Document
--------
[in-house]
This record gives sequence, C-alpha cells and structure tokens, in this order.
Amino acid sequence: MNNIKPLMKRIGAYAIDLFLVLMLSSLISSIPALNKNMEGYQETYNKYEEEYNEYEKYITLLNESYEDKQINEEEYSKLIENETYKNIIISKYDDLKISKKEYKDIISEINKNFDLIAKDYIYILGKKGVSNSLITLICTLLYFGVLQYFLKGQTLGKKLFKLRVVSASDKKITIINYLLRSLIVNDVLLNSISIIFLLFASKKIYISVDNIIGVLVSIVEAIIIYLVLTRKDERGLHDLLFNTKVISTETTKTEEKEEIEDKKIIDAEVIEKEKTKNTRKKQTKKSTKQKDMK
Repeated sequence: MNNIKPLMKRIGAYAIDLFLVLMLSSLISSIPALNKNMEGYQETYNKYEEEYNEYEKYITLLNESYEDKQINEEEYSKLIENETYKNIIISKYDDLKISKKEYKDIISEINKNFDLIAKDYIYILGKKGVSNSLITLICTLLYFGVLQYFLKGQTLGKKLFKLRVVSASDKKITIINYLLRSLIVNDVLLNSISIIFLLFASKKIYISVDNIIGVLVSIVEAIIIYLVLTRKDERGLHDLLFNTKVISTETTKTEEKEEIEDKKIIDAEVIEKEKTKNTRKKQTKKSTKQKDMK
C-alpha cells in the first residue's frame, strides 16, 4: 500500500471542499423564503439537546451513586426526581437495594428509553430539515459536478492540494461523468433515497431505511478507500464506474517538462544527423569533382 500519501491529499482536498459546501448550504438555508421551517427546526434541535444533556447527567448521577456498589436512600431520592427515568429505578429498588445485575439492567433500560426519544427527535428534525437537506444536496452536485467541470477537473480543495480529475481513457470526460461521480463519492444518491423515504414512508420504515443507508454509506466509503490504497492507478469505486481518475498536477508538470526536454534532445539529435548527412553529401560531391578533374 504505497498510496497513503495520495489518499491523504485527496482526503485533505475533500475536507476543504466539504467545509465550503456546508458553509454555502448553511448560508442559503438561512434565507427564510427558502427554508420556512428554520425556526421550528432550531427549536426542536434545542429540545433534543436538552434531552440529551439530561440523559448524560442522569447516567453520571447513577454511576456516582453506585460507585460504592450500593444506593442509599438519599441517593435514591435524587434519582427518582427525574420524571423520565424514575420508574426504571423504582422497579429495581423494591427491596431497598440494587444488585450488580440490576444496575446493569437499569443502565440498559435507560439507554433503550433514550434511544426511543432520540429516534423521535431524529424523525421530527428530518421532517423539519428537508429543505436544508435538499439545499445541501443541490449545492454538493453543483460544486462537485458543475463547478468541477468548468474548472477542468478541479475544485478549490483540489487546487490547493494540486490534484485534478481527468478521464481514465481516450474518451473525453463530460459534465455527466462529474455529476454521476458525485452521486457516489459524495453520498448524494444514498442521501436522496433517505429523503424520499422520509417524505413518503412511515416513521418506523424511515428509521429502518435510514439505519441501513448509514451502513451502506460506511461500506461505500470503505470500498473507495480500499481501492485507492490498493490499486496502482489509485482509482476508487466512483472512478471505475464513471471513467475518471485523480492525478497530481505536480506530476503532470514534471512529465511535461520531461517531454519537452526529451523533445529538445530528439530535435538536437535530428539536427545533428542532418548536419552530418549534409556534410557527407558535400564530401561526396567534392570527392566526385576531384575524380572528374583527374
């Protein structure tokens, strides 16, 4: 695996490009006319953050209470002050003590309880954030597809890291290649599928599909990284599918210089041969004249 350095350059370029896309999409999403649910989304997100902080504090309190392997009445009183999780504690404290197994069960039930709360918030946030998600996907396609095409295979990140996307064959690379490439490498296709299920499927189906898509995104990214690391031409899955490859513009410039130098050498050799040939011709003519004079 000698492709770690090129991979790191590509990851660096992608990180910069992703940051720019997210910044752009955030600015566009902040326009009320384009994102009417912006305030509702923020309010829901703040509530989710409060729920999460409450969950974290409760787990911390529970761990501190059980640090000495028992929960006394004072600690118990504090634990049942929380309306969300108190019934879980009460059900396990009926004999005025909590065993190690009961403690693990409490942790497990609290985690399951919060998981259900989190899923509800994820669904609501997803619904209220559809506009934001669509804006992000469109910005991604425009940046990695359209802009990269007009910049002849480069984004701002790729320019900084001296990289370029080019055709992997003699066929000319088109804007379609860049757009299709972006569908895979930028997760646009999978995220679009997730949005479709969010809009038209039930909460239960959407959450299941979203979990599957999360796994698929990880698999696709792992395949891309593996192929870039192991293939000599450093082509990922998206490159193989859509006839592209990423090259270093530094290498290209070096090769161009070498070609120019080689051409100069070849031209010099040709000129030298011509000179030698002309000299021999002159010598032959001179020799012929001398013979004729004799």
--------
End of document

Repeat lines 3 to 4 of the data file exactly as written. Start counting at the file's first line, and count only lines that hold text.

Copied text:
Amino acid sequence: MNNIKPLMKRIGAYAIDLFLVLMLSSLISSIPALNKNMEGYQETYNKYEEEYNEYEKYITLLNESYEDKQINEEEYSKLIENETYKNIIISKYDDLKISKKEYKDIISEINKNFDLIAKDYIYILGKKGVSNSLITLICTLLYFGVLQYFLKGQTLGKKLFKLRVVSASDKKITIINYLLRSLIVNDVLLNSISIIFLLFASKKIYISVDNIIGVLVSIVEAIIIYLVLTRKDERGLHDLLFNTKVISTETTKTEEKEEIEDKKIIDAEVIEKEKTKNTRKKQTKKSTKQKDMK
Repeated sequence: MNNIKPLMKRIGAYAIDLFLVLMLSSLISSIPALNKNMEGYQETYNKYEEEYNEYEKYITLLNESYEDKQINEEEYSKLIENETYKNIIISKYDDLKISKKEYKDIISEINKNFDLIAKDYIYILGKKGVSNSLITLICTLLYFGVLQYFLKGQTLGKKLFKLRVVSASDKKITIINYLLRSLIVNDVLLNSISIIFLLFASKKIYISVDNIIGVLVSIVEAIIIYLVLTRKDERGLHDLLFNTKVISTETTKTEEKEEIEDKKIIDAEVIEKEKTKNTRKKQTKKSTKQKDMK